Rhulani Mokwena is a players’ coach through and through, but that doesn’t mean he spares the emotions of his players if they are not pulling their weight.
Mamelodi Sundowns have been the best team in Africa in recent months. Sundowns are the first African Football League champions and are on course to win the domestic league for a record seventh time in a row.
They won the AFL in some style as they beat arch-rivals Petro de Luanda, Al Ahly and Wydad Casablanca a few weeks ago en route to the title.
Their aspirations to defend their domestic title also haven’t suffered, thanks to their dominant start.
The Brazilians returned to the DStv Premiership on Wednesday night and beat cross-town rivals SuperSport United 2-0 to break their own record of eight wins in the first eight games in the league.
It was a victory that saw them return to their rightful place, the top of the log, having been displaced momentarily by Cape Town City, who have played four more games, on Saturday.
Sundowns’ win over SuperSport showed the depth and hunger within the team, as Mokwena largely fielded a B-team due to injuries and fatigue. But while the likes of Neo Maema and Lebohang Maboe showed no signs of poor match fitness, Mokwena says it’s not always easy to motivate the players to give their the best at all times.
“It’s not always nice talks (that they have with the players),” he said. “We have to push them, but it’s my job. I am paid to help the team to get results.”
Indeed, it’s not only Mokwena and Co that have ensured that Sundowns are able to prepare themselves mentally and physically for the challenges that come with playing for a club that must always win. One player who’s mastered that art is Khuliso Mudau.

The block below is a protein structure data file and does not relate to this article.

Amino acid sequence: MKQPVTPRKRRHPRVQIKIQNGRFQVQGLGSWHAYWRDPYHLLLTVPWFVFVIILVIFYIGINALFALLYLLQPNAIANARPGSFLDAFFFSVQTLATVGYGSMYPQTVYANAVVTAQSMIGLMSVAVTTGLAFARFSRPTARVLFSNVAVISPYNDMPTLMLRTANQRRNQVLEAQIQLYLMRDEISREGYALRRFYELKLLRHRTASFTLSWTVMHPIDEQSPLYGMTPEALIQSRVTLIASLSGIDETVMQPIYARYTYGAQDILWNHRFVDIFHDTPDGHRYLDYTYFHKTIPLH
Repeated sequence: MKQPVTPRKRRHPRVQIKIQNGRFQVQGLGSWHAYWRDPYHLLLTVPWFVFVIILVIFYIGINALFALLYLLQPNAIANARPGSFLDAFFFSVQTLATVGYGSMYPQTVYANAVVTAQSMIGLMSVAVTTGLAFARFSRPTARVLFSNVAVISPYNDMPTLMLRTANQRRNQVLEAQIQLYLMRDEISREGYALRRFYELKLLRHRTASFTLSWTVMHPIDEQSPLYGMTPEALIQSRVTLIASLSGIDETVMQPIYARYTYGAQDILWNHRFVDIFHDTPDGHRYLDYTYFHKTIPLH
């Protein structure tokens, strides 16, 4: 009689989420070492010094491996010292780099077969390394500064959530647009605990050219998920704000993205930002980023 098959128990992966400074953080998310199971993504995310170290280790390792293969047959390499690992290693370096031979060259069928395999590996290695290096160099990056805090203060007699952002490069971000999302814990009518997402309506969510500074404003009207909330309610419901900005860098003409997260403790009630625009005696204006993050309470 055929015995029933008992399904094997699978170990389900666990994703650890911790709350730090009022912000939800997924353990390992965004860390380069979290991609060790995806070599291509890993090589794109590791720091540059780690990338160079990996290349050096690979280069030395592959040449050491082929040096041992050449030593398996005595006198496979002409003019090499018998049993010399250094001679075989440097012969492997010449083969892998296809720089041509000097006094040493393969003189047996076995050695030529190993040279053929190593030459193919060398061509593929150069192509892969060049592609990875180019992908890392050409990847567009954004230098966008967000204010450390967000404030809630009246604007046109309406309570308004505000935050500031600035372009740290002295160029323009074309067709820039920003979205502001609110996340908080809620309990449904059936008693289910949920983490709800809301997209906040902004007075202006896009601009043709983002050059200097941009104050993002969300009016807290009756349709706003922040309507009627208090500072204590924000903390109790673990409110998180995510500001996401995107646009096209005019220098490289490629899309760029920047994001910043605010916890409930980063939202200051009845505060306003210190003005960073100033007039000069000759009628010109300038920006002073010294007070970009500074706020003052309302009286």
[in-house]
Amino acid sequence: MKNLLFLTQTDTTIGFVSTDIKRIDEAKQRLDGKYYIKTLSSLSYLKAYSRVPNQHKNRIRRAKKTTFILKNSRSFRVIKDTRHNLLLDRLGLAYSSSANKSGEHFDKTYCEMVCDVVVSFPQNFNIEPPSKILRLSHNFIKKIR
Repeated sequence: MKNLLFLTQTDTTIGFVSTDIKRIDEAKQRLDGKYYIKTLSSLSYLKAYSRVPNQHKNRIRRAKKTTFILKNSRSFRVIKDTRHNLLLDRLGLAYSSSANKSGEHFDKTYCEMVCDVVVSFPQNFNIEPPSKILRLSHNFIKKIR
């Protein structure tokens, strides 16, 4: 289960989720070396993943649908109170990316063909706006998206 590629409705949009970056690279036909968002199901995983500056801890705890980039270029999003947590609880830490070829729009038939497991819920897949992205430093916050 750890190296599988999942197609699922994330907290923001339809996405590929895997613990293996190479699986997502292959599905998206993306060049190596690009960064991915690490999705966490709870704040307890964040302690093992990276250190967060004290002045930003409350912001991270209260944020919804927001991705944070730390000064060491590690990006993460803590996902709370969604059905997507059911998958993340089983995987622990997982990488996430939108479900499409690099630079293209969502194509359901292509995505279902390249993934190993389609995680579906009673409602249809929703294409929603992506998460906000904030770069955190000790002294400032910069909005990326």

“Sailor”, who has been linked with moves to Burnley and West Ham in the English Premier League, has been a breath of fresh air for Sundowns and Bafana Bafana, and has not only been lauded as the best right back in the country but one of its best players.
Given his qualities, his coach would endure a mixed bag of emotions if he was to receive an offer from clubs abroad in January.
“The Sundowns coach (in me) says Sailor is going nowhere, because I am very selfish and we need our best players. We are not a selling club, that’s very clear,” Mokwena said.
“But the human being understands that life is about growth – there’s targets.
“Though I can’t entertain it at the moment because it’s just talks. There’s nothing on (the) table for us to sit on. He’s an unbelievable football player and an incredible human being, Sailor – such a kind-hearted soul and a very important part of our team.”
Sundowns, meanwhile, have bigger fish to fry in Africa, as they try to win the Champions League for the second time. Their last success was in 2016.
Their performance has been superb so far, as they beat Nouadhihou 3-0 in their group stage opener at home on Sunday. But they’ll meet their first challenge away to TP Mazembe tomorrow.
“It’s very important to keep our momentum going,” said Mokwena before explaining the hostility that will greet them in the Democratic Republic of Congo. In my experience in the Champions League, there are three hostile environments, and Lubumbashi is one of them. If it’s not No 1, it’s No 2; in the top three.
“It will be an artificial pitch against a very good team. I watched them against Pyramids, so I can’t say much … I have a lot of homework.”